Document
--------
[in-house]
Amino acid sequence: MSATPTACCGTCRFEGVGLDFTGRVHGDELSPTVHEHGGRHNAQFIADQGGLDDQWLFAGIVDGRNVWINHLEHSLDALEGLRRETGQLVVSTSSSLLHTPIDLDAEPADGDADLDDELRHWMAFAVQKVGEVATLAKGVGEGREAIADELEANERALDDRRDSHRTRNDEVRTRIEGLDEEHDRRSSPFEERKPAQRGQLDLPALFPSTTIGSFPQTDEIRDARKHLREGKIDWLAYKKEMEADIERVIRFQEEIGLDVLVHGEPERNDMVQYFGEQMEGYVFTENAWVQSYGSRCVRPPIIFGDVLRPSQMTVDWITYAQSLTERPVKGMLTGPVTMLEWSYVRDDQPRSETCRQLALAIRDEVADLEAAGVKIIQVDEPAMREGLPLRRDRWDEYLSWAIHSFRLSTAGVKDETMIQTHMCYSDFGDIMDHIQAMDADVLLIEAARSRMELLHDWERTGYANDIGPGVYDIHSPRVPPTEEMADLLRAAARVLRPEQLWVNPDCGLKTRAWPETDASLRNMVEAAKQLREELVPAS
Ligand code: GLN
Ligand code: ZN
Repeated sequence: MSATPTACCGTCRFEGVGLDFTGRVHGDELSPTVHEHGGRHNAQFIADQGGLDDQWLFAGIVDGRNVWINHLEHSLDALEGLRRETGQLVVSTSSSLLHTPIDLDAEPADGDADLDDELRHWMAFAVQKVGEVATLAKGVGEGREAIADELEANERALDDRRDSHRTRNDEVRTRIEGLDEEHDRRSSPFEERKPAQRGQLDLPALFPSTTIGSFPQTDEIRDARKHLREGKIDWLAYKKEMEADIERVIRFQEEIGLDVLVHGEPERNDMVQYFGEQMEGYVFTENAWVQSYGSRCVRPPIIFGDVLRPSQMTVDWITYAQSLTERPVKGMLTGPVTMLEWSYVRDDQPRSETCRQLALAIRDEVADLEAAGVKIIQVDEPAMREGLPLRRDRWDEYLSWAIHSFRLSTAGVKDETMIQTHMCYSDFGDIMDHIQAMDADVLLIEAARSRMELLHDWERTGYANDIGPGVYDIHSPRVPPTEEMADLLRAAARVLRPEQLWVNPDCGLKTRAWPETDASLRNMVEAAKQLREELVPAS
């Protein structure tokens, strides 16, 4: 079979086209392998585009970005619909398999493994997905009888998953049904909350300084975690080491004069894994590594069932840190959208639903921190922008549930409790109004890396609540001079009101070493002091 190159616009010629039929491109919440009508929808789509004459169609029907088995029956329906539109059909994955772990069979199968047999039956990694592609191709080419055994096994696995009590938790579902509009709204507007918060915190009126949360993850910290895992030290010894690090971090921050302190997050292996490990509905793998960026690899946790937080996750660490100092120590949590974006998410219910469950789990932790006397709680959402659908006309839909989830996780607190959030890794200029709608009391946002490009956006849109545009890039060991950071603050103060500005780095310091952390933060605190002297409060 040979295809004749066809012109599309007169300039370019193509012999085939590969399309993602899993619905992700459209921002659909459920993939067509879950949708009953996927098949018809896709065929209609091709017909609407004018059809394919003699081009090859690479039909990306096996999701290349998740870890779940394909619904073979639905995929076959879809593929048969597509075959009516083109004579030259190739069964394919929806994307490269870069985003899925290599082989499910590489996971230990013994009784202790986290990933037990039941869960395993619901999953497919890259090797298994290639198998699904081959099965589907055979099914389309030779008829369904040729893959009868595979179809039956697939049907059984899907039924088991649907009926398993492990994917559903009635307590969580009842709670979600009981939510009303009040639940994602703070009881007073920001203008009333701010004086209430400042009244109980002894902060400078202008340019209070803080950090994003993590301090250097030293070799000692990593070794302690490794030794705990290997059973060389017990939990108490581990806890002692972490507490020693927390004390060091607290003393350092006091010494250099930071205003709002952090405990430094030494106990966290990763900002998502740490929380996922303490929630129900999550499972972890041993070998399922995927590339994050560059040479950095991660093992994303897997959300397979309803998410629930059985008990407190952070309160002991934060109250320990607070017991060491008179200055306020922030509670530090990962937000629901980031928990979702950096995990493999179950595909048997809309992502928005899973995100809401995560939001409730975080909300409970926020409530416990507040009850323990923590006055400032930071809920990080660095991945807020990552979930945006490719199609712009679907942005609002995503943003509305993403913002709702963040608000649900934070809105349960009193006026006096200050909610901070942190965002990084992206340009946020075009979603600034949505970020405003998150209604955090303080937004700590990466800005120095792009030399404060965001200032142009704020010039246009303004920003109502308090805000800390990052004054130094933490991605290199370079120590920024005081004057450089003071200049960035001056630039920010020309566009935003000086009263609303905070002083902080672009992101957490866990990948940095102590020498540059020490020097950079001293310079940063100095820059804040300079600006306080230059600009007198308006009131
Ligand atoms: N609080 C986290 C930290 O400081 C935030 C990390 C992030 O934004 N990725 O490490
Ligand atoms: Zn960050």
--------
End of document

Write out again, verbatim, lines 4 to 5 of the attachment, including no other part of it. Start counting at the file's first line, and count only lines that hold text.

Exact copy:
Ligand code: ZN
Repeated sequence: MSATPTACCGTCRFEGVGLDFTGRVHGDELSPTVHEHGGRHNAQFIADQGGLDDQWLFAGIVDGRNVWINHLEHSLDALEGLRRETGQLVVSTSSSLLHTPIDLDAEPADGDADLDDELRHWMAFAVQKVGEVATLAKGVGEGREAIADELEANERALDDRRDSHRTRNDEVRTRIEGLDEEHDRRSSPFEERKPAQRGQLDLPALFPSTTIGSFPQTDEIRDARKHLREGKIDWLAYKKEMEADIERVIRFQEEIGLDVLVHGEPERNDMVQYFGEQMEGYVFTENAWVQSYGSRCVRPPIIFGDVLRPSQMTVDWITYAQSLTERPVKGMLTGPVTMLEWSYVRDDQPRSETCRQLALAIRDEVADLEAAGVKIIQVDEPAMREGLPLRRDRWDEYLSWAIHSFRLSTAGVKDETMIQTHMCYSDFGDIMDHIQAMDADVLLIEAARSRMELLHDWERTGYANDIGPGVYDIHSPRVPPTEEMADLLRAAARVLRPEQLWVNPDCGLKTRAWPETDASLRNMVEAAKQLREELVPAS